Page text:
Tony Wakefield on the "Wakefield Experiment".

A challenge to Academia.

The "Wakefield Experiment" One & Two were both performed in non-laboratory conditions with the best equipment & materials available. The challenge is to ask that these experiments be repeated in a controlled laboratory environment by recognised professionals and the findings reported.


Ivor Catt claims that there is no such thing as a static charge in a capacitor and that the energy is moving at the speed of light (c) in a dielectric.

Light travels 30 centimetres or 11.811 inches in 1 nanosecond in a vacuum .

Capacitors come is different shapes and sizes making it difficult to show what is happening inside. By stretching out the capacitor to 2 very thin & long wires makes it very easy to measure the results. A coaxial cable provides the ideal method to produce a long capacitor and also minimise external interference. 

A capacitor is a transmission line and a transmission line is a capacitor. The experiment required a termination into a infinitely long termination (matching coax of same impedance)  This is not practical but can be simulated by a termination resistor of the same impedance as the cable. This can be simplified with a metal film small resistor of value equal to the Coaxial impedance.

It was noted that minor imperfections in the components and test equipment used would result in slight overshoot / undershoot / ringing in the waveforms observed in the documented experiment.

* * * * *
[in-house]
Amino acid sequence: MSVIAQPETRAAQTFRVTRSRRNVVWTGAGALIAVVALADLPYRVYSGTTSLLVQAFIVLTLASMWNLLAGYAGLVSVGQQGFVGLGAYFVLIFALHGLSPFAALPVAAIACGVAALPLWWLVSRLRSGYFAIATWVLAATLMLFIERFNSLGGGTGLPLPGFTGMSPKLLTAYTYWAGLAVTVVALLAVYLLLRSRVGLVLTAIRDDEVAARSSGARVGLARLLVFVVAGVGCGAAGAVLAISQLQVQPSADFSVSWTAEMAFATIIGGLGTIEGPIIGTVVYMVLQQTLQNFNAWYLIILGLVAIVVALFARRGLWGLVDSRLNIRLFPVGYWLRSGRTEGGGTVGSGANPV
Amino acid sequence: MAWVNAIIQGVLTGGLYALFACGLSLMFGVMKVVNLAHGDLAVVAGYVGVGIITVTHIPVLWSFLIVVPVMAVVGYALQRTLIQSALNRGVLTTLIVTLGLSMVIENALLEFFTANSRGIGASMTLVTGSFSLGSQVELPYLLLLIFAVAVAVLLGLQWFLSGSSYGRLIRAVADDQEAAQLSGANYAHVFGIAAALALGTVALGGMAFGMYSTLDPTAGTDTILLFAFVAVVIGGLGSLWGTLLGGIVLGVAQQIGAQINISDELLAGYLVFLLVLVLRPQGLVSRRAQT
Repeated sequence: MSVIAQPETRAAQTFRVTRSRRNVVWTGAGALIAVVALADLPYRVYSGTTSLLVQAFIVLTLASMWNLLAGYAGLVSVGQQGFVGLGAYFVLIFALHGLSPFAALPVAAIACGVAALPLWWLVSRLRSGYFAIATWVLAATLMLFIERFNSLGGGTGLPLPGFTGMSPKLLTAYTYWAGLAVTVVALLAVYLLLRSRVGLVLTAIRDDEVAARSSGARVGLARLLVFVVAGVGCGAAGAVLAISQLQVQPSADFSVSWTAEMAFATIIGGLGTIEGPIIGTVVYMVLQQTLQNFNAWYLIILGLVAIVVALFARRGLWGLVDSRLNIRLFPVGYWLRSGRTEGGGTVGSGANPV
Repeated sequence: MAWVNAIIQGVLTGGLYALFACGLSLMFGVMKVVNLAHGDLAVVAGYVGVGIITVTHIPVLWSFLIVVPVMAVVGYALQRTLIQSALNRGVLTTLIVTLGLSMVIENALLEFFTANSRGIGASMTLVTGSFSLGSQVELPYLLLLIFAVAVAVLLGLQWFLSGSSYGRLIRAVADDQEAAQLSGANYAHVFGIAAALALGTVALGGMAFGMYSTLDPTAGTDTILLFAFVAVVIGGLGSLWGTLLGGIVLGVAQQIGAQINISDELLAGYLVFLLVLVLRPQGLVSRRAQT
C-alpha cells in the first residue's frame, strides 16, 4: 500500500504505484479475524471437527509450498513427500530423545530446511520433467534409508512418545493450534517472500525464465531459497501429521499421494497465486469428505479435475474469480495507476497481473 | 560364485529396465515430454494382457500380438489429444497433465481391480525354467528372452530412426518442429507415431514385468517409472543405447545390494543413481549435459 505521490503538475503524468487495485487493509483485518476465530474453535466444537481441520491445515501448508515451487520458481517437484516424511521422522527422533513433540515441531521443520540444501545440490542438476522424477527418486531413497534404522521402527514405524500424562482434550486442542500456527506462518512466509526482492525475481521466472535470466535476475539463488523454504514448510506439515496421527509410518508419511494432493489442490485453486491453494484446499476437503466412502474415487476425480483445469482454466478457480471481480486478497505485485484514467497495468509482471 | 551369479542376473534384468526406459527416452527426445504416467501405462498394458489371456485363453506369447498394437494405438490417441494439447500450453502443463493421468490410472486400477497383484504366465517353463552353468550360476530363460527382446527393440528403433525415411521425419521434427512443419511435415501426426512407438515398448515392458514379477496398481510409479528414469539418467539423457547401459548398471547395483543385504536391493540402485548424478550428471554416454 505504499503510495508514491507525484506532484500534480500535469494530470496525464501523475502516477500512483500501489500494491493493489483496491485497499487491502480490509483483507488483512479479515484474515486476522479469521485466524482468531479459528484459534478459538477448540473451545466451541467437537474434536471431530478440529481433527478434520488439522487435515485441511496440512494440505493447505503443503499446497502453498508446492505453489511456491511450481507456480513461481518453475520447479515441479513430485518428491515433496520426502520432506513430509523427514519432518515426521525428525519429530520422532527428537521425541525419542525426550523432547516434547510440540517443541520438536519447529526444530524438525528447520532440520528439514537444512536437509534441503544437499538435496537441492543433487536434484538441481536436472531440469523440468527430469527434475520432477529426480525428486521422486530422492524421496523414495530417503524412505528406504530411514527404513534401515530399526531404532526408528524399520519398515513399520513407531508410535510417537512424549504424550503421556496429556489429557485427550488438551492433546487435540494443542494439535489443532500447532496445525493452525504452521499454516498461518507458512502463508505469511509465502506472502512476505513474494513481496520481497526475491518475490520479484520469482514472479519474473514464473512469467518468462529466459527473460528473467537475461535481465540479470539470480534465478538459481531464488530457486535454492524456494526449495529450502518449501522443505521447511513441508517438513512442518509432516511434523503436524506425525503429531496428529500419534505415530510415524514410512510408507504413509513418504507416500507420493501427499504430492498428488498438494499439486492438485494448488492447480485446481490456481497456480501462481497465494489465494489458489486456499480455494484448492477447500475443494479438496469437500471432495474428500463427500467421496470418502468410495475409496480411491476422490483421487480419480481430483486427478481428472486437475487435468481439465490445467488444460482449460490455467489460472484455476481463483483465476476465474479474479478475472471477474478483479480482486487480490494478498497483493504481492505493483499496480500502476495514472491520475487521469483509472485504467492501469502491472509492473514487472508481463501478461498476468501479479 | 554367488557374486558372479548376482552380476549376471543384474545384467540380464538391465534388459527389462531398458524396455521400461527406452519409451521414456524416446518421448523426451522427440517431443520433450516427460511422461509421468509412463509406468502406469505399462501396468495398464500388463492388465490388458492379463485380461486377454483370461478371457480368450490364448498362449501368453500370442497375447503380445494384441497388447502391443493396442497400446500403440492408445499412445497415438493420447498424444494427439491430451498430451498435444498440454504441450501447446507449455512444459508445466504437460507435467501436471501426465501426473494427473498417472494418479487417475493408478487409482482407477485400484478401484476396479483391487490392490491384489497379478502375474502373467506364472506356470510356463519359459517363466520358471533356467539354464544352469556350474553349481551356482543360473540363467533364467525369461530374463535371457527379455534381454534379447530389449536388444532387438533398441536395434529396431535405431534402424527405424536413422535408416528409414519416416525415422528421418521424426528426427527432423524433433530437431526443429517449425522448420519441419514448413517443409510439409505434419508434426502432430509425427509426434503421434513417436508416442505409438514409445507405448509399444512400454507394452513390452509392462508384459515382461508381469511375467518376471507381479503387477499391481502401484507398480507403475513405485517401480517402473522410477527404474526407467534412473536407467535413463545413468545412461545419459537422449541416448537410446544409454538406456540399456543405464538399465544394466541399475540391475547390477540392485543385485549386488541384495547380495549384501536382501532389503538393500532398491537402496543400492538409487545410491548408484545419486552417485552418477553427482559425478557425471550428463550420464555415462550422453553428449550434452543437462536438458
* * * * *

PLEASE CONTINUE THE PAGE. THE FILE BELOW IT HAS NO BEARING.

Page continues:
The length of the capacitor / coax used was 18 meters so that we could measure the times within a couple of nanoseconds accuracy and minimal losses.

At the completion of the experiments I am in agreement with Ivor Catt that the results matched his prediction of some 40 years ago.


I first met Ivor Catt in the late 1960's when we both worked for a new UK computer company. We both worked in the design and development of a new fast mini computer. I lost contact with Ivor fifty years but made contact a few years ago and studied some of his work via his website. I looked at the experiment that he was unable to do as the test equipment he had obtained would not function due to age. I was able to come up with a way to replace the equipment he had. After discussions I offered to perform the "Wakefield Experiment One". . At a presentation to some PhD students given by Ivor Catt at Newcastle University four students came up with a different experiment that would verify the results of experiment one. This is now known as "Wakefield Experiment Two". . .


Linkedin  Tony Wakefield:

10 October 2016 (or earlier)